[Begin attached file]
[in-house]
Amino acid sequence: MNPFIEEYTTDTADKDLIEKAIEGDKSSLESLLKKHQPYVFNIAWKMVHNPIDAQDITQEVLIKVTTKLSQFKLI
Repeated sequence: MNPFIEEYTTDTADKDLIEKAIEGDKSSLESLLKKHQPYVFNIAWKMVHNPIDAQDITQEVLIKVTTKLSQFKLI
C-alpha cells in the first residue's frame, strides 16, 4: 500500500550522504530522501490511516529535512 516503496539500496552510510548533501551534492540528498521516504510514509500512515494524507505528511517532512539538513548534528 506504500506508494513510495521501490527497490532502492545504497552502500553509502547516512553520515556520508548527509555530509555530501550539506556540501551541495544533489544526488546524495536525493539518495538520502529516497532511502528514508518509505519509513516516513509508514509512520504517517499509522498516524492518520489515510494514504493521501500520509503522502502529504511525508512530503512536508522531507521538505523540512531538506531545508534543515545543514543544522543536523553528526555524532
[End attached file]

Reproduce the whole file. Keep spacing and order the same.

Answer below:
[in-house]
Amino acid sequence: MNPFIEEYTTDTADKDLIEKAIEGDKSSLESLLKKHQPYVFNIAWKMVHNPIDAQDITQEVLIKVTTKLSQFKLI
Repeated sequence: MNPFIEEYTTDTADKDLIEKAIEGDKSSLESLLKKHQPYVFNIAWKMVHNPIDAQDITQEVLIKVTTKLSQFKLI
C-alpha cells in the first residue's frame, strides 16, 4: 500500500550522504530522501490511516529535512 516503496539500496552510510548533501551534492540528498521516504510514509500512515494524507505528511517532512539538513548534528 506504500506508494513510495521501490527497490532502492545504497552502500553509502547516512553520515556520508548527509555530509555530501550539506556540501551541495544533489544526488546524495536525493539518495538520502529516497532511502528514508518509505519509513516516513509508514509512520504517517499509522498516524492518520489515510494514504493521501500520509503522502502529504511525508512530503512536508522531507521538505523540512531538506531545508534543515545543514543544522543536523553528526555524532